Here is an easy tutorial to install simple picture frame moulding to any room.
At the start of COVID, we put up some picture frame moulding in our dining room. It was something that I’ve been wanting to do for awhile and while we had time during self-isolation, we got it done right away! I thought it was finally time to show you how we installed it.
My plan is also to paint the insides of the molding so I’m going to share some paint samples as well.
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What you need to get started
To save on costs, we opted for very simple mouldings.
I measured the mouldings and they are about 1/4″ x 1 1/4″ in size similar to this one but they came primed in white.
This casing moulding is also similar that’s already primed white. These ones are a bit wider in size to the ones we got.
You will still need to paint it afterwards but it’s much easier when it’s already primed.
A self-leveling laser level was the best thing to make this job go smoothly! I can’t recommend one enough for this job!
Aaron’s been really wanting a three-plane cross line laser level but we bought the one above and it was perfect for this job!
We attached it to my camera tripod and set it up.
Plan and Measure First
For the one large wall, we measured the wall horizontally and vertically. Using a sketch pad, we drew rectangles within the wall dimensions to see how many squares would look best. We decided on three squares for the main wall and one for the side wall.
Next, we needed to determine how big the squares should be. The inside dimensions were not as important to us as making sure everything was even. Playing around with the measuring tape, we just eyed what we thought looked good. We decided that 12 inches was the perfect dimension so we used that dimension (12 inches) from the ceiling, 12 inches from the top of the baseboard up, and 12 inches from in between each square.
For the side wall, to keep things consistent, we decided to use the same dimensions as the other rectangles even though technically that rectangle could be made bigger. Instead of 12 inches or 1 foot from the edges, this rectangle worked out to be to be 3 feet from the edges.
Once it was all measured, we put pencil marks on the wall where the mouldings were to go using the laser level to make sure everything was square.
NOTE: Walls and ceilings are often not perfectly square so pick a corner or end and work across. Your eye is more likely to notice the frames out of square if they aren’t perfectly plumb to the ceiling.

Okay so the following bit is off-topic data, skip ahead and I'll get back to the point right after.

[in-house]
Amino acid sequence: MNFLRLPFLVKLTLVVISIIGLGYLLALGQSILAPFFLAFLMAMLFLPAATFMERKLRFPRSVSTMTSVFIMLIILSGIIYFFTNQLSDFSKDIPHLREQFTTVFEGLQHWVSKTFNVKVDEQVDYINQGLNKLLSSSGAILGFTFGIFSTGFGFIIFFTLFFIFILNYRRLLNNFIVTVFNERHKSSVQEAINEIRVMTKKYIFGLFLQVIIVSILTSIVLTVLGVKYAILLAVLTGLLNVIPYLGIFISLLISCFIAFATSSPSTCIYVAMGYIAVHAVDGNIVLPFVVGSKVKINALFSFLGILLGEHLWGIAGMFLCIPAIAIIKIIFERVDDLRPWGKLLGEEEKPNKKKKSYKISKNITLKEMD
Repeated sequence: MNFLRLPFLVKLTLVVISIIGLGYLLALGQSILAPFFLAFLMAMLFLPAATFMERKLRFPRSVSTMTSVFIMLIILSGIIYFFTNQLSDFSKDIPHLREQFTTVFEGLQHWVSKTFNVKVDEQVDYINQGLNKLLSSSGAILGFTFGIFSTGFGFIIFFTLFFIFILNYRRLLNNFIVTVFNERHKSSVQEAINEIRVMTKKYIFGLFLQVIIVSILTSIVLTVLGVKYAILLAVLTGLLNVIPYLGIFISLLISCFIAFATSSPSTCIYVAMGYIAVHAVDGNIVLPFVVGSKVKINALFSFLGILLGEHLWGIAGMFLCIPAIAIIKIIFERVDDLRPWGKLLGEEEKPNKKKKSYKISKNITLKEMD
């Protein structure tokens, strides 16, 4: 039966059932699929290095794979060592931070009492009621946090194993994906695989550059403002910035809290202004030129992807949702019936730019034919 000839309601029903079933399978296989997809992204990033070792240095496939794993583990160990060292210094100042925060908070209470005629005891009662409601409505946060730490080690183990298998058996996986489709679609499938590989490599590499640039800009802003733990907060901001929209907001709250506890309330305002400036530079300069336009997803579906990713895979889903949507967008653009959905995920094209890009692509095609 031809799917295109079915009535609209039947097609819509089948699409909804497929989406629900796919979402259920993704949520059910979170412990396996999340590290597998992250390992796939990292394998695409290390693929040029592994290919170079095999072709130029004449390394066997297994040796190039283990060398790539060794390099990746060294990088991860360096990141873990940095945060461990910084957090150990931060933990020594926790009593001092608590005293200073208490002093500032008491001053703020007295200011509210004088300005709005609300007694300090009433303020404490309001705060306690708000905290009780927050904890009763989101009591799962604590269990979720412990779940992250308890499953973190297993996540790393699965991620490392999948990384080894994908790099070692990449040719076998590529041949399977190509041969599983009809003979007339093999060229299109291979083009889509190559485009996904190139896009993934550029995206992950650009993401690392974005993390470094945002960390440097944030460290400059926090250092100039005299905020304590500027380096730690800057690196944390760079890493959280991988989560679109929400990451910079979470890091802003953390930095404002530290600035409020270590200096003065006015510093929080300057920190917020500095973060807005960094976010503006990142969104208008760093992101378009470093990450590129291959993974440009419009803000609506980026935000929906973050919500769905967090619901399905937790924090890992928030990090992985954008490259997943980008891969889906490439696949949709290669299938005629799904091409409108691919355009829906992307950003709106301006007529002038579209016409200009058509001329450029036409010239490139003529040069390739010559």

Cutting and installing the Moulding
We used a mitre box and saw to cut the moulding. Because are mouldings were small, a mitre box and saw was fine! You could also use an electric saw especially if using larger mouldings.
After measuring out the mouldings, cut each one on 45 degree angles.
Aaron used a brad nailer to install the mouldings but you could also use finishing nails and hammer. You could also use glue which would prevent you from having to fill in nail holes after.
You can see how using a laser level makes this job very easy to install!
In the photo below you can see how there are little holes now from where the nail was installed that need to be filled.
You’ll also need to fill the tiny gap where the corners meet.
You’ll need to use drywall mud or joint compound after to fill these holes corners.
Once the putty is dry, sand down with a fine sanding sponge for a smooth finish. You may need to do another coat of mud if you can still see the cracks or holes.
If you mud again, wait to dry and sand again for a smooth finish.
Lastly fill all along the edges of the trim (both sides) with moulding and trim sealant. Run a very thing bead along the edges and using an edging tool (or your finger), wipe away the access.
This stuff dries very quick so make sure to run a bead down one side at a time then smooth it out before moving on.
Also, cut a very small hole at the top as you only need a very thin bead along the trim.
Follow the directions for drying time this moulding and trim sealant only takes 30 minutes to dry.
Now paint the trim and you are done!
NOTE: Some silicones/sealants are NOT paintable so make sure to buy the correct one.
Paint color Options
This week I put up many paint samples to see which paint color I’d like to paint inside the rectangles.
These are all from Benjamin Moore.
I’ll share next week which one I chose!
I’ll give you a hint, I narrowed it down to these three.
I hope this helps you to create your own simple picture frame mouldings in your home.
Click here to see what greige paint color I chose for my dining room!
- casing moulding 1/4″ x 1 1/4″ in size similar to this one or this casing moulding, primed white
- self-leveling laser level or a level and a square
- mitre box and saw
- brad nailer or hammer and finishing nails
- joint compound
- steel joint knife
- sanding sponge, fine grit
- moulding and trim sealant
- caulking gun